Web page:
CAATSA risks undermining these long-term efforts at trust-building. Indeed, the very discussion surrounding these sanctions has already provided American skeptics in Delhi ample ammunition, while offering Russia a convenient narrative about America’s capriciousness. The more Delhi fears it can be subjected to U.S. sanctions randomly and haphazardly, the more it will view the U.S. as an unreliable defense partner.​

There’s at least one potential legislative remedy in sight. Even as the administration continues to push for a traditional national security waiver, the House version of the National Defense Authorization Act (NDAA) contains an amendment that would expand the president’s flexibility to apply (or not apply) CAATSA sanctions. An attempt to insert a different fix in the Senate version of the NDAA failed. Legislators will now have to reconcile the two bills in conference committee. While contemplating the House amendment and additional legislative remedies, Congress should carefully consider the geopolitical stakes and the tremendous investments Washington and Delhi have made in this relationship.​

Punishing Russia for its electoral chicanery makes a great deal of sense. CAATSA, by contrast, could end up punishing a key U.S. partner while handing Russia an unexpected victory. At a time Delhi and Moscow have grown increasingly estranged, Russia would like nothing more than to drive a wedge between the two democracies. Congress, the ball is in your court.​

Jeff M. Smith is a research fellow at The Heritage Foundation; Bharath Gopalswamy is the Director of the South Asia Center at the Atlantic Council
It is a case of Sama.Dana,Danda,Bheda
James Mattis does f*ck care about India or the world. He is just signalling to Opposition to vote out this bill.
We all know this example in our native tongues "Good Cop and Bad cop" That is what President Trump is following. He will push everyone to the brink, to see where they crack and then he will back off from that backing point. Just like the case of North Korea where he spread the "Fire and Annihilation" threat and then made a "Best Friends Ever" with Kim Jong un. So this CAATSA is about pushing India to decide alliances, Trump is asking us to choose a side, which India was neutral. He wants to know where this Alliance will go to. The recent Human Rights reports about India from Western Media point out to it, the foreign hand that is starting all kinds of problems is Western, Starting from this Italian Gandhi, who wants to make her son a PM. Well she has her reasons as Mother and expecting her son to take the helm.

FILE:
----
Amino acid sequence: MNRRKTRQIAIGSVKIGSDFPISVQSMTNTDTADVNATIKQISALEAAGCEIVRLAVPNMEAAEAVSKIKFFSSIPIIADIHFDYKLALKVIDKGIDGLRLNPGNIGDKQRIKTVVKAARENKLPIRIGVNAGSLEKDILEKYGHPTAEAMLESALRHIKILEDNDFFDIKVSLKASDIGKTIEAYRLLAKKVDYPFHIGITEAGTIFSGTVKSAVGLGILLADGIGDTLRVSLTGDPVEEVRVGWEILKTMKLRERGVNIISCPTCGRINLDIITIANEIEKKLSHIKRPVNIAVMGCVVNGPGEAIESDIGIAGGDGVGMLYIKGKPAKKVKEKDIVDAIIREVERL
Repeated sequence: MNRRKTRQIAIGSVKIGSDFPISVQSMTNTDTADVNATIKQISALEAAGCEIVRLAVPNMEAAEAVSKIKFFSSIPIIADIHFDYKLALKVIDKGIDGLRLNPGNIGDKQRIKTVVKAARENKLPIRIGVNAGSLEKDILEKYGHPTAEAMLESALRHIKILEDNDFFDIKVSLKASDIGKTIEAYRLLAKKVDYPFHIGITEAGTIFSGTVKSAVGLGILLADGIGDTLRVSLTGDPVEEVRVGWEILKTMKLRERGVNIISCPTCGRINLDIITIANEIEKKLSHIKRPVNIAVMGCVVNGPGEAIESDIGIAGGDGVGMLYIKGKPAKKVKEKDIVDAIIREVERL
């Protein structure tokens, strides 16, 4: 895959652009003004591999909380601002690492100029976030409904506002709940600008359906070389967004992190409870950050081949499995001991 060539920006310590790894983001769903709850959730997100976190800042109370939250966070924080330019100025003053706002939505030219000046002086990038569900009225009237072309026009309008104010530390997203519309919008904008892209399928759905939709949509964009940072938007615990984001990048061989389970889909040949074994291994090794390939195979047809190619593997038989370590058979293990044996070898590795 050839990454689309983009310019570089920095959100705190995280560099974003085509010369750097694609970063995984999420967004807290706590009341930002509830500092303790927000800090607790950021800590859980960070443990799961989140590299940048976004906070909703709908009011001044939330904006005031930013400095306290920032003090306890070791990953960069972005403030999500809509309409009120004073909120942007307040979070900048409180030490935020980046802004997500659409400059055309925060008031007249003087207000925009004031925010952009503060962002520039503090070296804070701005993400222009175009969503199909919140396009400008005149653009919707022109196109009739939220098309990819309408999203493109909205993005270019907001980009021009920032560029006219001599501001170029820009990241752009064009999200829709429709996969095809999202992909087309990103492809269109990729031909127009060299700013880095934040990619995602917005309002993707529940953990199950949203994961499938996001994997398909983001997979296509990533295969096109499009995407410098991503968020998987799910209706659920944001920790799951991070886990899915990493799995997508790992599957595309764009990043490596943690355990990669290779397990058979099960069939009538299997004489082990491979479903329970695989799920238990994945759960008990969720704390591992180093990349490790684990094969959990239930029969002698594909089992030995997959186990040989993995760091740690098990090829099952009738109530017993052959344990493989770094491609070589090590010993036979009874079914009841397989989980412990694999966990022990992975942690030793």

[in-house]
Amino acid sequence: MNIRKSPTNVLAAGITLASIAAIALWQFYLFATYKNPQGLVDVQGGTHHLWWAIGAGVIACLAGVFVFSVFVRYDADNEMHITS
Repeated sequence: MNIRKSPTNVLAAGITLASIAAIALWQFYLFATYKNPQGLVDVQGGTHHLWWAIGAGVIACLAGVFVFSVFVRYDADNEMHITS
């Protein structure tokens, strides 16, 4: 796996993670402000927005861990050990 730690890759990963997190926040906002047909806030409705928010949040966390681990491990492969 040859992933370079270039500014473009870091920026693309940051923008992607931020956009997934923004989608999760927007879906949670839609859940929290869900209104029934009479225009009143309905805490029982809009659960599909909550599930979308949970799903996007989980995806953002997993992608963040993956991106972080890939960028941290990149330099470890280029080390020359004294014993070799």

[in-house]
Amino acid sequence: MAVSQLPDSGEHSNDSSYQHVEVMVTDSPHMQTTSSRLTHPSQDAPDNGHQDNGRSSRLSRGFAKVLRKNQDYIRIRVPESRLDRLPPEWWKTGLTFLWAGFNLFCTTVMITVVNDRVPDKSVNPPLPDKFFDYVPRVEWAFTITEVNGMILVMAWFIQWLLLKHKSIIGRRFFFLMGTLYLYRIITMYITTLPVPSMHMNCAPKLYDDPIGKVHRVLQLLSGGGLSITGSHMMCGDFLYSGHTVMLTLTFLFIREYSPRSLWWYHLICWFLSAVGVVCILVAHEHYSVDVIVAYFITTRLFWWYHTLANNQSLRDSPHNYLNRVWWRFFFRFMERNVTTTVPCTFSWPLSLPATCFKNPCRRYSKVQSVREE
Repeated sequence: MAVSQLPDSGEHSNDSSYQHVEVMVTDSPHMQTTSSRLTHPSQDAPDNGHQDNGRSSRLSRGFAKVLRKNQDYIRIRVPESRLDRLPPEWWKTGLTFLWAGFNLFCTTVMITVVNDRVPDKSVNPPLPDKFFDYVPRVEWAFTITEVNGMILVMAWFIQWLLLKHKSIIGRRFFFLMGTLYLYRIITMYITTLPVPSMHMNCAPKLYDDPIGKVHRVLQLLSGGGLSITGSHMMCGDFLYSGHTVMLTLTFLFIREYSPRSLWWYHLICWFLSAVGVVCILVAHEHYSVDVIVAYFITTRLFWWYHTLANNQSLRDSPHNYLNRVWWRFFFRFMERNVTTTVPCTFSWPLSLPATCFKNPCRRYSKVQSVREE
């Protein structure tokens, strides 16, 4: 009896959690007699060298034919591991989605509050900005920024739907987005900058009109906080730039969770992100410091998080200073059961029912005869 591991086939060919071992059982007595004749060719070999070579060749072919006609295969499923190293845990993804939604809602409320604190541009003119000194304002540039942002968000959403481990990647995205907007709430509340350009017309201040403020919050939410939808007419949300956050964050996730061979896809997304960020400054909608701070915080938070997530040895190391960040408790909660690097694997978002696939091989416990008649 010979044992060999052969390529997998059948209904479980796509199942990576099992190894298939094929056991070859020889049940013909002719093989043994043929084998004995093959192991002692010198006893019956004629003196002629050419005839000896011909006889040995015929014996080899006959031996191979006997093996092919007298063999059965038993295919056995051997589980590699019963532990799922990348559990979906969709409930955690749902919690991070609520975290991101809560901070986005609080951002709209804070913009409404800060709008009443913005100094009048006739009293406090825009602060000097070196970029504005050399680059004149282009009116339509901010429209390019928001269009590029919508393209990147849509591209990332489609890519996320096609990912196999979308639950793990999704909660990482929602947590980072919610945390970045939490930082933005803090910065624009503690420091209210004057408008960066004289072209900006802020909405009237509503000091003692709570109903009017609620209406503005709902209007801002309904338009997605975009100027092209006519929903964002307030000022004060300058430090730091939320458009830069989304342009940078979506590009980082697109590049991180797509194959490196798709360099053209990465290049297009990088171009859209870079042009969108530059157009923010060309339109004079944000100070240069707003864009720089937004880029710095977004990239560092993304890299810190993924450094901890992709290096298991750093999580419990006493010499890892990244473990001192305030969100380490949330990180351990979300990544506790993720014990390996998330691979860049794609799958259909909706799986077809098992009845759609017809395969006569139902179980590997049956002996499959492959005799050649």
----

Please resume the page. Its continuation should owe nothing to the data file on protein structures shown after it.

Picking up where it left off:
What Liberandus and Globalists see as their upset for global plans is because of the unpredictability, to the pattern of President Trump. While i see a pattern, because i learnt from it everyday.

1)If President Trump wants India to side with him, then he has to make sure no more of this Human rights Bullsh^t and a whole lot of plethora, like NGO'S ,Activists and all the western sods (typically a *censored* and a *censored* hole combined)
want to do in the name of Human rights! that comes from West or its covert Agencies.

2)Give us Everything, the top of your class, no strings attached ,you are worried about China doing things , we are not! We know where we are headed! You know it too!
So shut the fu^ck up and dont try your "We are America" It doesn't work.You know our history aside from what is fed to you from birth by your Religious books.

3) you ask your POPE and his allied factories to Withdraw from Bharat.If they don't behave,well they can go back to protecting the pope from Plague, where he lived in a tower surrounded by 24/7 fire (Only this time the Rat fleas won't be burned up in their flight pattern by the heat. )